For instance, what to do with the empty bucket of popcorn in the cinema, how to eat around the dinner table, how fast to drive on the road, or how to behave when someone is fighting on the street. When do you see 20 random people looking at the sky, what you do?

You look at the sky as well.

I you would see 20 people suddenly start running on the street, what you do?

You start running too.

This is called “pluralistic effect”.

social proof effect

Another example of the pluralistic effect is the classic so-called “bystander effect” which is the reduction in helping behavior in the presence of other people. According to research, the more people publicly witness any emergency, the less likely they are to actually step up and help (source).

The more people in the group, the less action is taken. It’s like a paralysis.

For instance, a group of 100 people will stand still and watch each other what to do if they all witness sudden emergency situation.

But if you will take every single person out of the group, one-by-one, and place them in the same situation individually, almost everyone would help.

So when we are in doubt (uncertainty) it is a natural reaction to chase for certainty again. That’s why social groups are so powerful. We look for evidence that whatever we’re doing is right.

Which is great.

Because if you have access to some good people, surely they can help you stay strong and motivated.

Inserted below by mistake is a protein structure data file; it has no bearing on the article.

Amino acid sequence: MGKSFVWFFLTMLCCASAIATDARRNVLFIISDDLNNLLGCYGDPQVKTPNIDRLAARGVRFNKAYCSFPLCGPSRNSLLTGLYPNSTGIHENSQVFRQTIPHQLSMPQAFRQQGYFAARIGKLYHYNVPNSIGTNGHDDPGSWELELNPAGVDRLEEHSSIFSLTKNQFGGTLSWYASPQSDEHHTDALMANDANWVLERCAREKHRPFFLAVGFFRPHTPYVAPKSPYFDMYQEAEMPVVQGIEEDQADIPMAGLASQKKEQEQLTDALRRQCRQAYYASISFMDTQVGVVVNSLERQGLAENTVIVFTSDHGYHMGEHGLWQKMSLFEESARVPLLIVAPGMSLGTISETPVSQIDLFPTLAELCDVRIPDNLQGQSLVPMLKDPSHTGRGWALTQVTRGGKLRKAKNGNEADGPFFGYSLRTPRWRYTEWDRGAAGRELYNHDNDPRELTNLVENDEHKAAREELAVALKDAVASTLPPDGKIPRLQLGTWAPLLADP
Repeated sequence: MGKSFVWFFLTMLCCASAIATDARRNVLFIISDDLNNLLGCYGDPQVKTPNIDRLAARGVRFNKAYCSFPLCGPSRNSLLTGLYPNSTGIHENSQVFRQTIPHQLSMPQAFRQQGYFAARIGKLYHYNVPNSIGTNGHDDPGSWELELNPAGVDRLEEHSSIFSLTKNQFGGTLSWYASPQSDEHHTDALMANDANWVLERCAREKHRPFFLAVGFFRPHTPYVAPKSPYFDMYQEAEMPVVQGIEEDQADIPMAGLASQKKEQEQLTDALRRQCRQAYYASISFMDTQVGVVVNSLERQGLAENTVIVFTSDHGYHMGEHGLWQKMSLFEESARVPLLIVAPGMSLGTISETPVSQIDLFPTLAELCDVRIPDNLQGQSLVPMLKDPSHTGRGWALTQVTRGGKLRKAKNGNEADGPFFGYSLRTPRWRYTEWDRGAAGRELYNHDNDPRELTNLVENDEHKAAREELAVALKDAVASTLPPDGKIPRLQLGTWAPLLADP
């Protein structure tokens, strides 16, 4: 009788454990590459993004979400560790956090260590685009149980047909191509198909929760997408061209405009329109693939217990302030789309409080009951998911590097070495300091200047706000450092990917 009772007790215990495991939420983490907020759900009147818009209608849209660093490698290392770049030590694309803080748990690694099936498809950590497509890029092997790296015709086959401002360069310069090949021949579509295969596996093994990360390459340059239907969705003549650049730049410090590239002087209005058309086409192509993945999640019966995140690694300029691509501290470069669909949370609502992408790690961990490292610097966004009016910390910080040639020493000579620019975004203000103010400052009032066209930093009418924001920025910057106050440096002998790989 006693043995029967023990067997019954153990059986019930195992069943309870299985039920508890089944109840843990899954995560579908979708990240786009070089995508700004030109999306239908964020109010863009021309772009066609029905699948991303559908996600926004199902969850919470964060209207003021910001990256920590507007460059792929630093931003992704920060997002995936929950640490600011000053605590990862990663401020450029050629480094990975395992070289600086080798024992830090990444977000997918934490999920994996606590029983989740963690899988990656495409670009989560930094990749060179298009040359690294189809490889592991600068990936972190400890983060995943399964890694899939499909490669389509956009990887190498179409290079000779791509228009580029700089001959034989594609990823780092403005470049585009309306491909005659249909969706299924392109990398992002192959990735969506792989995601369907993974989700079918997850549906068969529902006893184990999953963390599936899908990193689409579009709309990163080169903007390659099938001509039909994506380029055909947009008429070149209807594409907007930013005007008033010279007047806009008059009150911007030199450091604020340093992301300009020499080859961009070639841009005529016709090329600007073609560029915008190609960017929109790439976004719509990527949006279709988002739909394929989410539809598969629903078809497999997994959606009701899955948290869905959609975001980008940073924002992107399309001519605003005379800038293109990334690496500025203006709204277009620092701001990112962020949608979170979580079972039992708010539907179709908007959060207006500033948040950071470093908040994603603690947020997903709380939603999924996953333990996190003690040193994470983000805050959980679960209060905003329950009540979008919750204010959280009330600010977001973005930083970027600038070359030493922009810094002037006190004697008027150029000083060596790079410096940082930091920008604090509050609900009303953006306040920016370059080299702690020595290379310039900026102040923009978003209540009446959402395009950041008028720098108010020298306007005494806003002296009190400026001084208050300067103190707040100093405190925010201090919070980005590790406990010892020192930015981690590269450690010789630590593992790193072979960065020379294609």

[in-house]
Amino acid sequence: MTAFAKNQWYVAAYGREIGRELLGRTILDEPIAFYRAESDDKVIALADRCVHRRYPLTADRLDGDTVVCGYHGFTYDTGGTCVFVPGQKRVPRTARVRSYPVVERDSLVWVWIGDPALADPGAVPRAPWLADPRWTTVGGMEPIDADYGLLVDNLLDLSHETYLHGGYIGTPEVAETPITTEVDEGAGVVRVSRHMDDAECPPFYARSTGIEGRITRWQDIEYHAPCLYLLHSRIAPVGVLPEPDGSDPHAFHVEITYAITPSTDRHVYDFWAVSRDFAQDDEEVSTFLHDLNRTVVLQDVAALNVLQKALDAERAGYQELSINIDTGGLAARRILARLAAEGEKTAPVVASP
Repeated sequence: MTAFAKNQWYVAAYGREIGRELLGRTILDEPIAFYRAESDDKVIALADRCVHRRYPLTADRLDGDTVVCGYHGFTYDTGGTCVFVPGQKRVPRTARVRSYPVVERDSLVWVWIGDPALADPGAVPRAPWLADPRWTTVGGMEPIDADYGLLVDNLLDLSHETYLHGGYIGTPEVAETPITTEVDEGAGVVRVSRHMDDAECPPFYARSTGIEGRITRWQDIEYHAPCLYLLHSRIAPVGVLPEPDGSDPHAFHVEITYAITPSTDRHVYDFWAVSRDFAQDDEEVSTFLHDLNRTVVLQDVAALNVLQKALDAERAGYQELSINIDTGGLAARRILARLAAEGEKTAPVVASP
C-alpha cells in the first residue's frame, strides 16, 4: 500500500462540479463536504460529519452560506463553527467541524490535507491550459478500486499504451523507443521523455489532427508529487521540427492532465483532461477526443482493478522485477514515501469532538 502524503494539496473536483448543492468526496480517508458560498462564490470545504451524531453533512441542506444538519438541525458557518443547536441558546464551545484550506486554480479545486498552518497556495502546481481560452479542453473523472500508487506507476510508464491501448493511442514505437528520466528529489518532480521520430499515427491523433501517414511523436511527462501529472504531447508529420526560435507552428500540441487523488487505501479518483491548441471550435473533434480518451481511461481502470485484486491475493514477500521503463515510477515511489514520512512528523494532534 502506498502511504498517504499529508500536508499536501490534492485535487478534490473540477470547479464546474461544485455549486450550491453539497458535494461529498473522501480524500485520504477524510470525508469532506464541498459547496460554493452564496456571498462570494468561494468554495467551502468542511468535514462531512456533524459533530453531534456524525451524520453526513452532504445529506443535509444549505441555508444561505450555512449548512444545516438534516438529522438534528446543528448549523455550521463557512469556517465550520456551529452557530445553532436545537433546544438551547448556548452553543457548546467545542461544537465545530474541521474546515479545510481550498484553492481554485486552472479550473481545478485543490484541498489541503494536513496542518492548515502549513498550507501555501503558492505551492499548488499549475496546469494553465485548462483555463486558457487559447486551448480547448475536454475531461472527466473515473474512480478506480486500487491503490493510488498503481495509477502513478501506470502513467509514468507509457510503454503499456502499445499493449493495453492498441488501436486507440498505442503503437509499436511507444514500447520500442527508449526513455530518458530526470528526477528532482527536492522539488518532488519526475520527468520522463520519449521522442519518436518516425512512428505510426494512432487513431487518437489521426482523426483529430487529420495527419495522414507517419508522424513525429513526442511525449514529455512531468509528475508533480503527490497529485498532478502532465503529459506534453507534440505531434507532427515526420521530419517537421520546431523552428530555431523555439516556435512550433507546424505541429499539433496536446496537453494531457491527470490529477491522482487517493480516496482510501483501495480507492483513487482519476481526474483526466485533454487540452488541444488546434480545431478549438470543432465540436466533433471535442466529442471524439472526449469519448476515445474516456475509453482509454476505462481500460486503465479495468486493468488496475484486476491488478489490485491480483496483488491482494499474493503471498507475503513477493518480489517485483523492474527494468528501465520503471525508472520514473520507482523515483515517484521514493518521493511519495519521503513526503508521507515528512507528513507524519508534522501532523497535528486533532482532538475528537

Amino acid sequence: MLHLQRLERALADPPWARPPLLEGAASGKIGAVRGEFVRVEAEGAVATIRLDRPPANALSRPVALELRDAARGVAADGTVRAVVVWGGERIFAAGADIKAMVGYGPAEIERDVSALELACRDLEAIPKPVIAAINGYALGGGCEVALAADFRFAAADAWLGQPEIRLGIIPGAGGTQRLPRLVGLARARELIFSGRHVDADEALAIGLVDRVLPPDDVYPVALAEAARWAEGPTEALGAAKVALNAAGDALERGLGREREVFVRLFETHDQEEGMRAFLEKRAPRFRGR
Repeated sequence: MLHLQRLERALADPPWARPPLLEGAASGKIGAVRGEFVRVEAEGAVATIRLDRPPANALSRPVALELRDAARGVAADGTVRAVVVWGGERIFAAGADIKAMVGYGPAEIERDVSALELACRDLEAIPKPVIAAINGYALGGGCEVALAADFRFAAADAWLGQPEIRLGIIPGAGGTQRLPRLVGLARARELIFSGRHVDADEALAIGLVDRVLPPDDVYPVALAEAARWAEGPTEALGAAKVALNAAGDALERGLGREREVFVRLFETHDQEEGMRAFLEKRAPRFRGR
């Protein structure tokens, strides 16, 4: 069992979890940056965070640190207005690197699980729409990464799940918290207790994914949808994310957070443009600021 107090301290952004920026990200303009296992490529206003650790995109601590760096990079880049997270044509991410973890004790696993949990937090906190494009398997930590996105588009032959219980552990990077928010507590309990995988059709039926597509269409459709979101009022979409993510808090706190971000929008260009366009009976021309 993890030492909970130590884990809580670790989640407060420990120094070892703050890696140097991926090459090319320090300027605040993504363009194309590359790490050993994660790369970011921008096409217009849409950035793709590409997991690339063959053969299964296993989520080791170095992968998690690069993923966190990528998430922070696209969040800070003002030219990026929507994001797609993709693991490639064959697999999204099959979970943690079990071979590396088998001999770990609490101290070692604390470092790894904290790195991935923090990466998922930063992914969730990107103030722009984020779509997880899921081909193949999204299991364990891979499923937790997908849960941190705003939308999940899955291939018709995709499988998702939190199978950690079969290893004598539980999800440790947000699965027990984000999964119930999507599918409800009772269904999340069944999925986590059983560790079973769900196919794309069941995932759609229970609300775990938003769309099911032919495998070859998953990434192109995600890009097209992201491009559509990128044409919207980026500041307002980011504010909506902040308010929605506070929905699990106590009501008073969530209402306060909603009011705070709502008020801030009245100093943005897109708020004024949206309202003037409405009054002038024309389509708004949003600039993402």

But the problem is when you enter into a space where there are people who bring their ego and agenda into conversation.

Arguing to win is different than arguing to find the truth. The latter is driven by curiosity and growth mindset where the former is driven by egocentrism and insecurities.

Read Books

When we are starting any dietary changes and want to see the results, it may feel like watching paint dry. Doesn’t matter if that’s one meal a day or regular caloric restriction.

It just takes time.

One of my favorite tools I found to work extremely well is reading. Reading is by far the best thing you can do for your mental health. Regardless if you read about fiction or nonfiction.

Reading makes us learn more. Learning stimulates dopamine in the left pre-frontal cortex that is responsible for happiness and positivity.

The more you read, the more you learn. The more you learn, the more you feel good about yourself.

People who read more are more positive and joyful. They feel more grounded, calmer and more fun to be around. Other ways to stimulate your dopamine in a healthy way are exercise, meditation, and helping others.

Another aspect of reading is that you have access to some really inspiring stories of how people overcome their obstacles. Reading about someone else success stories, and “seeing” the process step by step feels more real.

It makes you feel like you can do it too.

So it makes you more believe that whatever goal you have right now, is achievable. This doesn’t have to be related even to health or weight loss. There are lots of inspiring stories out there.

Hire A Coach

Hiring an experienced trainer or a coach can get costly pretty quickly, but in the long term, if you have the financial opportunity, then it’s a good ROI.

Working with a coach can sometimes feel intimidating.

Especially if you’re working with someone who doesn’t know what to do.

Like a doctor’s visit where he doesn’t even look at you and start to write a prescription. But that’s how many clients feel when they work with coaches too.

They may feel insecure, self-conscious, or had some bad experience from the past.

The good coach is like gold.